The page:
Barefoot Monkeys strive for poi-fection through inclusivity

“You can be as involved or as uninvolved as you want to be and you’ll still be a part of the club ... anyone can be a Barefoot Monkey,” said President Jessie Prutisto-Chang ’18./ Courtesy of Fate Syewoangnuan

This past Sunday, Apr. 15, the Barefoot Monkeys’ Spring Show performance dazzled with fire, props (the professional term is toys), music and choreography. The Spring Show was one of four major shows the Barefoot Monkeys perform annually. A typical show consists of around 20 acts and 35–55 participants.

The Barefoot Monkeys refer to themselves as a circus and fire arts group, but they are aware that they do not conform to just one idea of what circus is. Vice President Liat Kugelmass ’18 explained, “In Europe, they have developed a much more contemporary idea of circus. It’s not as much of the showy showman kind of thing—it’s a lot more focused on artistic style and performance. I think we blend a little more into that than we do into the clowning and the big-ring circus.”

Referring to specific differences between the Monkeys’ style and that of traditional circus, President Jessie Prutisto-Chang ’18 acknowledged the difficulty in labeling their diverse work: “The common conception of circus has stuff like acrobats and trapeze artists. We definitely are a circus in some sense, but not in the traditional sense necessarily. Like hula hoops are very circus-y, juggling is also very circus-y, but poi (a ball at the end of a string) is something you don’t see in a circus as often … a lot of people refer to this as flow arts instead of circus, but it’s a big messy territory of stuff.”

Media Coordinator Fate Syewoangnuan ’18 clarified how these small-scale decisions, such as which toys to use, are connected to the modality and purpose of the show in the bigger picture: “There are different toys and they have different feels to them. They visually represent themselves differently. Juggling tends to be a less serious activity, but you could do something a lot more dance-y with something like poi or staff and [they tie] a lot into the theme. The themes can be more aesthetic, like our last theme of Seasons, or more story-driven, like Alice in Wonderland.”

With all the possible combinations of toys and ambiances, the org’s performances vary drastically. Kugelmass commented, “Our indoor shows tend to have themes and stories usually… the outdoor shows are just fire and we’re just doing fire to be as cool as we can try to be. The indoor shows have a lot of room for people to bring a little bit more creativity in how they present circus because you don’t have the wow factor that the fire does.”

Prutisto-Chang, Syewoangnuan and Kugelmass all described their org as goofy, light-hearted and fun, and emphasized that anyone is welcomed to join, as the org is not audition-based. Everyone’s roles and levels of commitment are individualized. Most of their members, including the aforementioned org leaders, had no performing experience whatsoever prior to joining the club.

That being said, the org provides opportunities for professional performers as well. The Barefoot Monkeys are prominent among colleges and in the circus community. Prutisto-Chang mentioned their annual circus convention (which will not be held this year due to budgetary issues) titled “Monkey See, Monkey Do.” The first collegiate convention of its kind, “Monkey See, Monkey Do” attracts people from all over the country to hold, teach and attend workshops. Many past members of the org have gone on to pursue careers in the circus industry. Kugelmass listed some examples: One alum opened up her own aerial studio, others have gone on to work in distinguished performance groups like Ringling Brothers Circus. Several Vassar alumnae/i even formed their own circus and fire art group, A Different Spin, and began performing professionally in the Arlington community since 2006. In addition, the Barefoot Monkeys have made concerted efforts to become more aware of cultural sensibilities. In the past, for example, the group chose a Western fairytale theme for one of their performances, which did not sit well with those who thought non-Western cultures were underrepresented. Prutisto-Chang revealed that the group’s name, often shortened to just Monkeys, has been criticized for not being inclusive to people of color. The interviewees, all members of the Executive Board, are committed to being inclusive and tackling this issue. However, they are aware that the re-branding process is a difficult one to navigate, considering that they would need to completely alter the design of their merchandise attached to the Barefoot Monkeys’ name.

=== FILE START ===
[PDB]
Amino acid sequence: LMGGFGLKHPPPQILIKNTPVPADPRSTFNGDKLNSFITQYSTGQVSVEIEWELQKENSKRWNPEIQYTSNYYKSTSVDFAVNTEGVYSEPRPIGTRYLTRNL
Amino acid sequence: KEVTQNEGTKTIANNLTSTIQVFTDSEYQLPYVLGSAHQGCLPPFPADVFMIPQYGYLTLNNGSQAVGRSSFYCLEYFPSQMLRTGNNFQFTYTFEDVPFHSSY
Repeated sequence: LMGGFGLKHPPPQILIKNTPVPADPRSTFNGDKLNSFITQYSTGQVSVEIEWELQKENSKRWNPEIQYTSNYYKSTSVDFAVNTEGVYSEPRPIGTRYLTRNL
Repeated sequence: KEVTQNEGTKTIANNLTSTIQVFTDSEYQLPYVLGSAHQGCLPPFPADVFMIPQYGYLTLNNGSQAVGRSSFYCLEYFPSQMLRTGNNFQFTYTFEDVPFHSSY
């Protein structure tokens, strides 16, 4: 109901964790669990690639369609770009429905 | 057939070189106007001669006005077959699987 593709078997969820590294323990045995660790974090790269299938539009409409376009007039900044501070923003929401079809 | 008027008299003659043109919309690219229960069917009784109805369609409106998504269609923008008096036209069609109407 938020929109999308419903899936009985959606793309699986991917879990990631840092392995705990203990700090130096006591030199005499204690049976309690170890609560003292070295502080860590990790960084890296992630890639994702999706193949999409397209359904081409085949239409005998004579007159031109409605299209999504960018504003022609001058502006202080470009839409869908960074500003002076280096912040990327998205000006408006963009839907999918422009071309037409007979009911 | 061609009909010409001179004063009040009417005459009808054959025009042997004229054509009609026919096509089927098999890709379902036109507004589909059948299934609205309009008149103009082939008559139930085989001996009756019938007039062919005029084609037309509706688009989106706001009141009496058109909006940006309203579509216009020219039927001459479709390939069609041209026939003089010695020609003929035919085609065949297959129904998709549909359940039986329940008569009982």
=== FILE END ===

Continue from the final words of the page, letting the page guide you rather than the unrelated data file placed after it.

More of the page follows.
Prutisto-Chang highlighted that potential members can find the prospect of joining intimidating: “At first, you look at the stuff we do and you can’t even wrap your head around how it’s happening. And I know when I first came here I assumed people who were sophomores were seniors because they seemed to be so good at everything. I was like, ‘Oh, it must have taken you three years to learn how to do that.’ They’re like, ‘No, I learned how to do it in a week or two.’ It’s definitely not as hard as it looks.”

For those who are hesitant to join, Syewoangnuan knows of many members who felt similarly and empathizes from personal experience as well: “You think, well, I probably can’t do [the shows] but I’ll show up anyway because these people seem friendly. Then you just end up staying. I’ve also heard people say that fire is really intimidating, but after you do your first show, it’s a very addicting experience.” If you’re looking to get hooked on fire shows or have fun with a silly group of people, contact them at announce. barefootmonkeys@gmail.com or find them on the quad on Wednesday and Friday afternoons.

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